Maya Butler de Castro age 8 Self-portrait with animals She thinks animals and the environment is very important and she likes watching magpies visiting her garden and splashing in the birdbath.

During a quick survey of the Australian art collection I saw this work Waratah 1887 by French artist Lucien Henry who was in Australia from 1879 to 1891.

I loved the detailed islamic-style background and the colour contrasts.

Lady and the Unicorn

Wednesday morning and here is the view from my balcony. I’m on the corner so can see old and new Sydney in a few directions.

Off to the Art Gallery of NSW. I haven’t been here since I came as a child with my family. But as soon as I saw those painters’ names around the top of the building it was very familiar. There was even a Morris Major Elite parked out front – same car but different colour that we drove up in. Same trip we stayed at the iconic TV motel in Gundagai.

The six French tapestries are amazing. Hard to believe they were created around 1500. I spent ages looking at them and started discussing them with a young lady who is a real tapestry and costume fan. Made it all even more interesting. After an hour I needed a coffee and fortunately even though pass outs are not available it was relatively quiet and I was allowed to go and come back again. Which was good as when I got back a lot of viewers had gone for lunch and I didn’t feel bad getting up really close.

This little dog shows how depiction of texture, pattern and form is so amazing. The work is wool with some silk which I assume is used for the shine on the corner of the cushion.

The background of flowers and animals is typical of medieval tapestry and appears to be done by different weavers from the main characters. The same images are used over and over such as with these rabbits.

This does not make this part of the works any less mind blowing.

The lion and the unicorn appear in each tapestry. Lions not being common in France, it was fun to speculate about the ideas behind the different ways they appear, particularly the faces.

And look at this. The cloth beneath the positive organ being played in the tapestry representing the sense of hearing, is just like my cushion. I made it in needlepoint to use up left over tapestry wools from other cushion projects.

Cats are cute too.

I am very glad I came all this way for an art exhibition. Lady and the Unicorn closes on 24 June.

Vivid Sydney

First another hotel view. The lift. An over the top interior.

Tuesday evening I headed out to see Vivid. I thought I would just visit Vivid in the Gardens, but they way it was organised, the one-way lighted path started near the Opera House, so I spent time at Circular Quay as well. A mild evening had lots of people out and about including a lot of children. But it was not overcrowded. The light show was everywhere and totally mesmerising.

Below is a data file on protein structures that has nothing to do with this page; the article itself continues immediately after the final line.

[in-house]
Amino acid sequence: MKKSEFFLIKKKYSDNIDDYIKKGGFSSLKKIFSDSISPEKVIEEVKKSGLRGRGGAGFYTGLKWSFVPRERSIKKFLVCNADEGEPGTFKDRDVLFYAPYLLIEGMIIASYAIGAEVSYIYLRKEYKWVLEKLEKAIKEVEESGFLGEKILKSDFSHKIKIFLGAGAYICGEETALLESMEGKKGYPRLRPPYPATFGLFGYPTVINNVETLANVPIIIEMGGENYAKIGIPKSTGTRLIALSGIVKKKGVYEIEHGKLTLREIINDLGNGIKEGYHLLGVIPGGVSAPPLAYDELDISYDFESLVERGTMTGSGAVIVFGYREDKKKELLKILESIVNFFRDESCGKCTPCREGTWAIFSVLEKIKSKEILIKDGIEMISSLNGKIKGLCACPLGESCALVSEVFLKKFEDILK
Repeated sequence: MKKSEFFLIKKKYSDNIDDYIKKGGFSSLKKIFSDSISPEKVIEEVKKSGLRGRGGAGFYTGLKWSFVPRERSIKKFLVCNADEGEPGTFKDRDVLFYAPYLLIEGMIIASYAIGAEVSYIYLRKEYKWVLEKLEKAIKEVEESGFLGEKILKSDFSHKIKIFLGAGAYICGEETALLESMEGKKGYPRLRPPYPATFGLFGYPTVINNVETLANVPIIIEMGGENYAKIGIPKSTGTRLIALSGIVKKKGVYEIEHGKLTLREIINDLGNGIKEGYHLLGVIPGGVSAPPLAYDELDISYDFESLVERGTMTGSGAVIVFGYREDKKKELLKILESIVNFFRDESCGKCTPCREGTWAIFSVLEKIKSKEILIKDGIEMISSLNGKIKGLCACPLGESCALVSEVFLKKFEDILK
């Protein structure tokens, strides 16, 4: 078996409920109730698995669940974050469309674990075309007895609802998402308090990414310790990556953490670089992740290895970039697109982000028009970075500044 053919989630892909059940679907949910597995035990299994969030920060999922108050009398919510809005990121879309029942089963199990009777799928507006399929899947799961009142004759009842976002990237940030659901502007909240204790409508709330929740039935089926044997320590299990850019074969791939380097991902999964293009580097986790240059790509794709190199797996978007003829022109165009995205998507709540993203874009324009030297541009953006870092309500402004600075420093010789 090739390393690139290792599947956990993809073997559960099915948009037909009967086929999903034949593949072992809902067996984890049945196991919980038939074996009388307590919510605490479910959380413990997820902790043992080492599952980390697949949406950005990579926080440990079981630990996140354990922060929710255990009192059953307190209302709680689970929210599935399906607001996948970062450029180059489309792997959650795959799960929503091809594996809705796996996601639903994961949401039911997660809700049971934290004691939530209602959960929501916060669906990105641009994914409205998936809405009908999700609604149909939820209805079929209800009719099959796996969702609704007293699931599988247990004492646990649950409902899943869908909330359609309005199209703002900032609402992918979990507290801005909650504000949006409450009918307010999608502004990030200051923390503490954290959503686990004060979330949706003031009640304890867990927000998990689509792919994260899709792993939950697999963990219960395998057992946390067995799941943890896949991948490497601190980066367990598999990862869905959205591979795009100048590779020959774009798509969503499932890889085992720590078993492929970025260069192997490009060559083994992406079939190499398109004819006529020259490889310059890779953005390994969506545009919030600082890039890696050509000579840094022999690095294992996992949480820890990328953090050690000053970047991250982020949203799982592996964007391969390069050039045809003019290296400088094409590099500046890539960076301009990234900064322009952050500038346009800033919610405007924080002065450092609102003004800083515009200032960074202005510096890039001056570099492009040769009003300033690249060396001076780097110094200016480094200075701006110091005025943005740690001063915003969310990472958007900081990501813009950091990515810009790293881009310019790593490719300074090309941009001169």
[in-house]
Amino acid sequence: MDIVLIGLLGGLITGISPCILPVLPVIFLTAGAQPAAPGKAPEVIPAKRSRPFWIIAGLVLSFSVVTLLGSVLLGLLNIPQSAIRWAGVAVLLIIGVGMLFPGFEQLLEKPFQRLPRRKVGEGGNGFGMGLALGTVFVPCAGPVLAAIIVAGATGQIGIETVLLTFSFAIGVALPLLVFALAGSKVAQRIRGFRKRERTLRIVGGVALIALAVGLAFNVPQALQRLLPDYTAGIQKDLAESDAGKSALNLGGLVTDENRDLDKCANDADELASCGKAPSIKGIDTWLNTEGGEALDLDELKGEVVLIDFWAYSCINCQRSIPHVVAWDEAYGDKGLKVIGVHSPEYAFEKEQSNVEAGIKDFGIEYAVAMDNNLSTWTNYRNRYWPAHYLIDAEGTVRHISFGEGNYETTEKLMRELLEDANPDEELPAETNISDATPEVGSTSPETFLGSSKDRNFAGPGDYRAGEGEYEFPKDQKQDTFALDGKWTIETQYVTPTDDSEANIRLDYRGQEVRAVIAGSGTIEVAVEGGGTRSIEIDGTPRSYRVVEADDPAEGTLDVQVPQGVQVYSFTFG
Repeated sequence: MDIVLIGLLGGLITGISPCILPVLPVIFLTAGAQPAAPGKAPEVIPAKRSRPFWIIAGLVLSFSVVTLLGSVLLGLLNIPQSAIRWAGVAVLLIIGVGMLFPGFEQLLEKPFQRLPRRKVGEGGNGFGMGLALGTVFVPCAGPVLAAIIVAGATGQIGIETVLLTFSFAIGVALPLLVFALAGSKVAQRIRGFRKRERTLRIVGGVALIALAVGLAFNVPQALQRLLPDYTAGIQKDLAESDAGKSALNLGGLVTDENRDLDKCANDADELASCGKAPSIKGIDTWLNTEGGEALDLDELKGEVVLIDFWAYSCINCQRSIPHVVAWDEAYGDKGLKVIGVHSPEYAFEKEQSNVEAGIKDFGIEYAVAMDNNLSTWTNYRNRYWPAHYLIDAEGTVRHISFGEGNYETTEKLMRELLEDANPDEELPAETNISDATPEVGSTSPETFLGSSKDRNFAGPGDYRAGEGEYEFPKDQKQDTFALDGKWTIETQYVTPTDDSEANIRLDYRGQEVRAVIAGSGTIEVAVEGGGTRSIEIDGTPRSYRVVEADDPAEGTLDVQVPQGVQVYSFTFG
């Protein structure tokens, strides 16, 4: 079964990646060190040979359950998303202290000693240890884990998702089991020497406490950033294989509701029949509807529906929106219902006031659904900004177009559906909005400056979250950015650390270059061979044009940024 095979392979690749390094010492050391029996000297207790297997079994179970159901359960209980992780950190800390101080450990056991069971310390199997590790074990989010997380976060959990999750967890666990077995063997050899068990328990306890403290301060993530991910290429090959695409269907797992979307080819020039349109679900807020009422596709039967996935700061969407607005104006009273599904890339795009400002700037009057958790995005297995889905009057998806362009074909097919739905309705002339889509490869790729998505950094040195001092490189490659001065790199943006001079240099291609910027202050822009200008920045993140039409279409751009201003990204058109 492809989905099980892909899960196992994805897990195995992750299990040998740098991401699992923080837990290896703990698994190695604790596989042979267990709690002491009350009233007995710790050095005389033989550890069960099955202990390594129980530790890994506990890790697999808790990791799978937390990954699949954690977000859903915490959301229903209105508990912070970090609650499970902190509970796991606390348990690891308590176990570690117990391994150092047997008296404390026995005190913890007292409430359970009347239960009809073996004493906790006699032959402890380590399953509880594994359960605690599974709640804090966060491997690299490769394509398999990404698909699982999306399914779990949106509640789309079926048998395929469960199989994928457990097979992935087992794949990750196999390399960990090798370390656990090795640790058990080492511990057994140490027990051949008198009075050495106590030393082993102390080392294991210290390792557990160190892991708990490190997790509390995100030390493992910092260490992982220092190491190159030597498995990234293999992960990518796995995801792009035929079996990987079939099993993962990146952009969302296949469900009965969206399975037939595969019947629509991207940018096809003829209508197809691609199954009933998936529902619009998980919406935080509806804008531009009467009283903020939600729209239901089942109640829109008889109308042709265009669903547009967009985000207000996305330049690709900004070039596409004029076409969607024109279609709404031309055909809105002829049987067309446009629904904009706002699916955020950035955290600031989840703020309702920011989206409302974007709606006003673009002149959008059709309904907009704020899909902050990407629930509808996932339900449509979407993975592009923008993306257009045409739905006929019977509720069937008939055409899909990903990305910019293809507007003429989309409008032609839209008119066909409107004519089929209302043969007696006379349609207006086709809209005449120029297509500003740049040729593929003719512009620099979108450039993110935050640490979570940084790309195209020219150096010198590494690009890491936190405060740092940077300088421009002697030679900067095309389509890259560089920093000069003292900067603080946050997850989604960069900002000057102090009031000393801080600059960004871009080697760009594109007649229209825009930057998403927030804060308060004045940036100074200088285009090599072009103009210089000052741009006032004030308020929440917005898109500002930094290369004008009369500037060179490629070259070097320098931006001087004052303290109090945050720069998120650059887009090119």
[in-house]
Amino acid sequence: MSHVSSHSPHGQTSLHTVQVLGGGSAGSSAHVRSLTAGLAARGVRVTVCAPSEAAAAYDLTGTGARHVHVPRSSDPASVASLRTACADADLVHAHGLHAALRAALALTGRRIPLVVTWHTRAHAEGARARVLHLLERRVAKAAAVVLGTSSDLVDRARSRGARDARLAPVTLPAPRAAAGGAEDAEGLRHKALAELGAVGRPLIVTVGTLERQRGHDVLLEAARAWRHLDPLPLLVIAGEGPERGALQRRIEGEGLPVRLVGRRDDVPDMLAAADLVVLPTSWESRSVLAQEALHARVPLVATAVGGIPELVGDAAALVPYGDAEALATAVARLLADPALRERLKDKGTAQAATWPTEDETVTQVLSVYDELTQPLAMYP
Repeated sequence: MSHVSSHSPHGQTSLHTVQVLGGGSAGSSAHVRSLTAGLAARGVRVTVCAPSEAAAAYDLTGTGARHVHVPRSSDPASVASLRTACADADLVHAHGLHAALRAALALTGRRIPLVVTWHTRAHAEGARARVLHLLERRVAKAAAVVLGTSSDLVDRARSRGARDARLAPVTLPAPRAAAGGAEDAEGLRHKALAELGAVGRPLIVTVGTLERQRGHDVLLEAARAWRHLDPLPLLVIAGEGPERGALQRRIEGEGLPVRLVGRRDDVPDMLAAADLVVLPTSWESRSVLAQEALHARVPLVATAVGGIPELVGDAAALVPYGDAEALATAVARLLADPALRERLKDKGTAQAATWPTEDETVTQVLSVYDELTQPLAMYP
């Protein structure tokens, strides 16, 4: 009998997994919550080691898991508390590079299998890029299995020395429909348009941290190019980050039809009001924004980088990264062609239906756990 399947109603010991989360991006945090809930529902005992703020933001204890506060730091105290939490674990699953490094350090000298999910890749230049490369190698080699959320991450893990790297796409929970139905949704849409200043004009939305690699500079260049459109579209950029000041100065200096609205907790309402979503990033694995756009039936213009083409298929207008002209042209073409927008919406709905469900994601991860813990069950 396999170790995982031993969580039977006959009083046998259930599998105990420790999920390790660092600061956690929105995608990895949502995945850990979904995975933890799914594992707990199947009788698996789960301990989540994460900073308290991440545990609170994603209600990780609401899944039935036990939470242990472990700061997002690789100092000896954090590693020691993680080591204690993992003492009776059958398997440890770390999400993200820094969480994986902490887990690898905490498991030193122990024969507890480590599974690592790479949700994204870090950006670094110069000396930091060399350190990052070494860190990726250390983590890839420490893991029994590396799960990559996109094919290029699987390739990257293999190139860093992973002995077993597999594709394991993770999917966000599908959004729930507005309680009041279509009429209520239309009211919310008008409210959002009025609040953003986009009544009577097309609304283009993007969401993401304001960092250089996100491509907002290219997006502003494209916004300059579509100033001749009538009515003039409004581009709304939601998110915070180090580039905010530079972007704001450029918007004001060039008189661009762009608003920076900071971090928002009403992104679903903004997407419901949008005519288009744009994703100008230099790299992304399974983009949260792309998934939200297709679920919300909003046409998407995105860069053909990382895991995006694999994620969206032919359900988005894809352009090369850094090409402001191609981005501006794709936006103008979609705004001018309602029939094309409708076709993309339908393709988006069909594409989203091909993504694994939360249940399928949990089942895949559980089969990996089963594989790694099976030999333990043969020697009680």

The gardens had illuminated plants and a sequence of installations but all sorts of artists,  who I cannot acknowledge as I didn’t pay attention to the information pillars. I think they are all listed on the Vivid Sydney site.

Trees taking on new personalities

Some spooky things

Following pathways

Reflections in water

Huge paper lanterns

and birds were singing in the gazebo. Many many more amazing things to see, but one of my favourites was a projection designed by TAFE students on the facade of Government House. Not possible to get a reasonable photo unfortunately.

IMG_9649Finally the view from Cahill Expressway, from the Museum of Contemporary Art to the Opera House.

Sydney

A few days in Sydney without a huge airport parking bill? It is possible and I have just managed to get here using bus, train, Skybus, plane, train.

It all started before dawn,

when I caught a local bus to the station. No one else was about. Train to Southern Cross then Skybus to the airport, easy. I arrived an hour before departure time only to be messaged that the flight was delayed, as it turned out by more than an hour.

The flight itself was short and uneventful.

I am staying at a rather trendy new hotel in Surry Hills.

It is in the old Paramount Studios building and has an industrial decor. The balcony is lovely, and the bathroom is two separate cubicles – all very nice.

Sydney is in a state of uproar, it is really, really noisy with road works everywhere.

and look, they are putting down tram tracks!

Not much in the way of street art, it seems quite strange, but I did find this one on the side of Pilgrim House.

No Sydney stay is complete without a visit to the Queen Victoria Building, with its dome and quirky spiral stair.

There I found some lovely textiles, handwoven alpaca from Peru and silks from Armenia, Syria and Turkey.